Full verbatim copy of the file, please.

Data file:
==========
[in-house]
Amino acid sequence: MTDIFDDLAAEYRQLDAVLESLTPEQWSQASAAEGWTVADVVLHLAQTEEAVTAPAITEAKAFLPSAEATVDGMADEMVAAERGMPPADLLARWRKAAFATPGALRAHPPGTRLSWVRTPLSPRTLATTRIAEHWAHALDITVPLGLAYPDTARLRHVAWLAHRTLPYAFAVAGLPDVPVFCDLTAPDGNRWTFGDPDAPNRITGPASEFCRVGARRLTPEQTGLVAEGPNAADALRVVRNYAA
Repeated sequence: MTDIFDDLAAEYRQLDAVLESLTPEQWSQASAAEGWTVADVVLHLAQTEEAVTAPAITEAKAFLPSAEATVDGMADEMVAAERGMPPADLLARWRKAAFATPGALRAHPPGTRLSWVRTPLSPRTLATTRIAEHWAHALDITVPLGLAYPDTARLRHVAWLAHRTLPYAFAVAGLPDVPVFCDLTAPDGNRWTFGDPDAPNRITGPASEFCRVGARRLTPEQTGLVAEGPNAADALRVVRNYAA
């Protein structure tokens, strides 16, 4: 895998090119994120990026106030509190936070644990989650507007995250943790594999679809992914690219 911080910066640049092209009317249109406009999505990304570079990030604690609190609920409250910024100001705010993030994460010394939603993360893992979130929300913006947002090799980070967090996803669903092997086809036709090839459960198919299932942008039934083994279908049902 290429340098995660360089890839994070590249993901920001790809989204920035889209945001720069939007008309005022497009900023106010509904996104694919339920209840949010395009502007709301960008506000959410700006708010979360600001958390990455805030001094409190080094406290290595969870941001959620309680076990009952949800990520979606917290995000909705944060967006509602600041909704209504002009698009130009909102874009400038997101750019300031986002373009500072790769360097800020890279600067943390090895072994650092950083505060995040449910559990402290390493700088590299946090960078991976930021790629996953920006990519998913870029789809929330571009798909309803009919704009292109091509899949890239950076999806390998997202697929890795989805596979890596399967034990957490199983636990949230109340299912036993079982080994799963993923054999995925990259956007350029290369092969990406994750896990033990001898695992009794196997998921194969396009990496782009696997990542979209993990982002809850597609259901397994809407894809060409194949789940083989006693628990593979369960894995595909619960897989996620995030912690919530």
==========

[in-house]
Amino acid sequence: MTDIFDDLAAEYRQLDAVLESLTPEQWSQASAAEGWTVADVVLHLAQTEEAVTAPAITEAKAFLPSAEATVDGMADEMVAAERGMPPADLLARWRKAAFATPGALRAHPPGTRLSWVRTPLSPRTLATTRIAEHWAHALDITVPLGLAYPDTARLRHVAWLAHRTLPYAFAVAGLPDVPVFCDLTAPDGNRWTFGDPDAPNRITGPASEFCRVGARRLTPEQTGLVAEGPNAADALRVVRNYAA
Repeated sequence: MTDIFDDLAAEYRQLDAVLESLTPEQWSQASAAEGWTVADVVLHLAQTEEAVTAPAITEAKAFLPSAEATVDGMADEMVAAERGMPPADLLARWRKAAFATPGALRAHPPGTRLSWVRTPLSPRTLATTRIAEHWAHALDITVPLGLAYPDTARLRHVAWLAHRTLPYAFAVAGLPDVPVFCDLTAPDGNRWTFGDPDAPNRITGPASEFCRVGARRLTPEQTGLVAEGPNAADALRVVRNYAA
């Protein structure tokens, strides 16, 4: 895998090119994120990026106030509190936070644990989650507007995250943790594999679809992914690219 911080910066640049092209009317249109406009999505990304570079990030604690609190609920409250910024100001705010993030994460010394939603993360893992979130929300913006947002090799980070967090996803669903092997086809036709090839459960198919299932942008039934083994279908049902 290429340098995660360089890839994070590249993901920001790809989204920035889209945001720069939007008309005022497009900023106010509904996104694919339920209840949010395009502007709301960008506000959410700006708010979360600001958390990455805030001094409190080094406290290595969870941001959620309680076990009952949800990520979606917290995000909705944060967006509602600041909704209504002009698009130009909102874009400038997101750019300031986002373009500072790769360097800020890279600067943390090895072994650092950083505060995040449910559990402290390493700088590299946090960078991976930021790629996953920006990519998913870029789809929330571009798909309803009919704009292109091509899949890239950076999806390998997202697929890795989805596979890596399967034990957490199983636990949230109340299912036993079982080994799963993923054999995925990259956007350029290369092969990406994750896990033990001898695992009794196997998921194969396009990496782009696997990542979209993990982002809850597609259901397994809407894809060409194949789940083989006693628990593979369960894995595909619960897989996620995030912690919530």